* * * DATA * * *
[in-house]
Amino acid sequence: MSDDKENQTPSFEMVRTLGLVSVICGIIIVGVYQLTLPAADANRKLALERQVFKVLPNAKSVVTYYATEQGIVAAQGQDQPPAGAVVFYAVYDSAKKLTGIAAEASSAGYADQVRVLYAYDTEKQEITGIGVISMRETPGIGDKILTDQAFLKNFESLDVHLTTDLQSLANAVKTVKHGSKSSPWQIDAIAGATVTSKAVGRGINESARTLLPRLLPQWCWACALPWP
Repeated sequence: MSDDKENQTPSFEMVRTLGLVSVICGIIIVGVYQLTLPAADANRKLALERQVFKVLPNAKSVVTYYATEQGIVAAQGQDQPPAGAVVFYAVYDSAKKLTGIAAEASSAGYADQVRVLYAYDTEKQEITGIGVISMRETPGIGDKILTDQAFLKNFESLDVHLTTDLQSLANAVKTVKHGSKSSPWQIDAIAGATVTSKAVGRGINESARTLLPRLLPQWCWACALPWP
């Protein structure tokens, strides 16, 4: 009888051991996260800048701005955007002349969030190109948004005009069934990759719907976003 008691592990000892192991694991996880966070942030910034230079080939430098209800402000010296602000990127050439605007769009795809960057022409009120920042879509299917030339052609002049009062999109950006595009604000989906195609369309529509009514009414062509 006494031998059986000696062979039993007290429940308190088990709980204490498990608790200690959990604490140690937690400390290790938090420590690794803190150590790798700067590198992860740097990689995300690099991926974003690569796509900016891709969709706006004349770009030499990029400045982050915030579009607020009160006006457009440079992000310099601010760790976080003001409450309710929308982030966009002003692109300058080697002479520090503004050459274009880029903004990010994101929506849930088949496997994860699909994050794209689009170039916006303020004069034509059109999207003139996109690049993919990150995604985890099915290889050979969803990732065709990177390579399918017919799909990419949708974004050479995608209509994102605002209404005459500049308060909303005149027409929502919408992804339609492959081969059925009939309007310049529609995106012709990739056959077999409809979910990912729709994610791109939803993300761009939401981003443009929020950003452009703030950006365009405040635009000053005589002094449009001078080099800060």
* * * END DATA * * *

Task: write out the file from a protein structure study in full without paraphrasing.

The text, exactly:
[in-house]
Amino acid sequence: MSDDKENQTPSFEMVRTLGLVSVICGIIIVGVYQLTLPAADANRKLALERQVFKVLPNAKSVVTYYATEQGIVAAQGQDQPPAGAVVFYAVYDSAKKLTGIAAEASSAGYADQVRVLYAYDTEKQEITGIGVISMRETPGIGDKILTDQAFLKNFESLDVHLTTDLQSLANAVKTVKHGSKSSPWQIDAIAGATVTSKAVGRGINESARTLLPRLLPQWCWACALPWP
Repeated sequence: MSDDKENQTPSFEMVRTLGLVSVICGIIIVGVYQLTLPAADANRKLALERQVFKVLPNAKSVVTYYATEQGIVAAQGQDQPPAGAVVFYAVYDSAKKLTGIAAEASSAGYADQVRVLYAYDTEKQEITGIGVISMRETPGIGDKILTDQAFLKNFESLDVHLTTDLQSLANAVKTVKHGSKSSPWQIDAIAGATVTSKAVGRGINESARTLLPRLLPQWCWACALPWP
């Protein structure tokens, strides 16, 4: 009888051991996260800048701005955007002349969030190109948004005009069934990759719907976003 008691592990000892192991694991996880966070942030910034230079080939430098209800402000010296602000990127050439605007769009795809960057022409009120920042879509299917030339052609002049009062999109950006595009604000989906195609369309529509009514009414062509 006494031998059986000696062979039993007290429940308190088990709980204490498990608790200690959990604490140690937690400390290790938090420590690794803190150590790798700067590198992860740097990689995300690099991926974003690569796509900016891709969709706006004349770009030499990029400045982050915030579009607020009160006006457009440079992000310099601010760790976080003001409450309710929308982030966009002003692109300058080697002479520090503004050459274009880029903004990010994101929506849930088949496997994860699909994050794209689009170039916006303020004069034509059109999207003139996109690049993919990150995604985890099915290889050979969803990732065709990177390579399918017919799909990419949708974004050479995608209509994102605002209404005459500049308060909303005149027409929502919408992804339609492959081969059925009939309007310049529609995106012709990739056959077999409809979910990912729709994610791109939803993300761009939401981003443009929020950003452009703030950006365009405040635009000053005589002094449009001078080099800060």